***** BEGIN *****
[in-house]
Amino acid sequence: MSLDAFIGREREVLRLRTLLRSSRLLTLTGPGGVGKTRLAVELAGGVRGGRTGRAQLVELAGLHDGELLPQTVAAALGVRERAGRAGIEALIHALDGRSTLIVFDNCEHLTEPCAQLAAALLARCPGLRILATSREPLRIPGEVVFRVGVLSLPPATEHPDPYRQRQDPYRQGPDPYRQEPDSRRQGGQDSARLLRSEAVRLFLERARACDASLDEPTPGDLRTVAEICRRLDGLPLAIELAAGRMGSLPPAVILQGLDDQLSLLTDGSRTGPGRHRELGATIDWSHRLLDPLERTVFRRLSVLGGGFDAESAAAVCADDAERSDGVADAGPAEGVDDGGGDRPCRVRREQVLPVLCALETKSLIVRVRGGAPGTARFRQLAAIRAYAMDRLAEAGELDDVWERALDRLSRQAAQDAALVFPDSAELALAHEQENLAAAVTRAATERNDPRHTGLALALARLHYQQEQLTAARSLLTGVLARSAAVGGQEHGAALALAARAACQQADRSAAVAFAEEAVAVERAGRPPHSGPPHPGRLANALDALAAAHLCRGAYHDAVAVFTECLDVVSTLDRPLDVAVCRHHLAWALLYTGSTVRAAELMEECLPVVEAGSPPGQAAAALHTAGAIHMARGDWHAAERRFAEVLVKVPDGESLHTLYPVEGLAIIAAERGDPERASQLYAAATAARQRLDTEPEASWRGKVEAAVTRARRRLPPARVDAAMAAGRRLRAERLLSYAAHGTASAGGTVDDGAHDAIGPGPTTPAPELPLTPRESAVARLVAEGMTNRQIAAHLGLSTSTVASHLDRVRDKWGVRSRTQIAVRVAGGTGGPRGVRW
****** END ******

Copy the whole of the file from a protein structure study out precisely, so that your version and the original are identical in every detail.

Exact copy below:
[in-house]
Amino acid sequence: MSLDAFIGREREVLRLRTLLRSSRLLTLTGPGGVGKTRLAVELAGGVRGGRTGRAQLVELAGLHDGELLPQTVAAALGVRERAGRAGIEALIHALDGRSTLIVFDNCEHLTEPCAQLAAALLARCPGLRILATSREPLRIPGEVVFRVGVLSLPPATEHPDPYRQRQDPYRQGPDPYRQEPDSRRQGGQDSARLLRSEAVRLFLERARACDASLDEPTPGDLRTVAEICRRLDGLPLAIELAAGRMGSLPPAVILQGLDDQLSLLTDGSRTGPGRHRELGATIDWSHRLLDPLERTVFRRLSVLGGGFDAESAAAVCADDAERSDGVADAGPAEGVDDGGGDRPCRVRREQVLPVLCALETKSLIVRVRGGAPGTARFRQLAAIRAYAMDRLAEAGELDDVWERALDRLSRQAAQDAALVFPDSAELALAHEQENLAAAVTRAATERNDPRHTGLALALARLHYQQEQLTAARSLLTGVLARSAAVGGQEHGAALALAARAACQQADRSAAVAFAEEAVAVERAGRPPHSGPPHPGRLANALDALAAAHLCRGAYHDAVAVFTECLDVVSTLDRPLDVAVCRHHLAWALLYTGSTVRAAELMEECLPVVEAGSPPGQAAAALHTAGAIHMARGDWHAAERRFAEVLVKVPDGESLHTLYPVEGLAIIAAERGDPERASQLYAAATAARQRLDTEPEASWRGKVEAAVTRARRRLPPARVDAAMAAGRRLRAERLLSYAAHGTASAGGTVDDGAHDAIGPGPTTPAPELPLTPRESAVARLVAEGMTNRQIAAHLGLSTSTVASHLDRVRDKWGVRSRTQIAVRVAGGTGGPRGVRW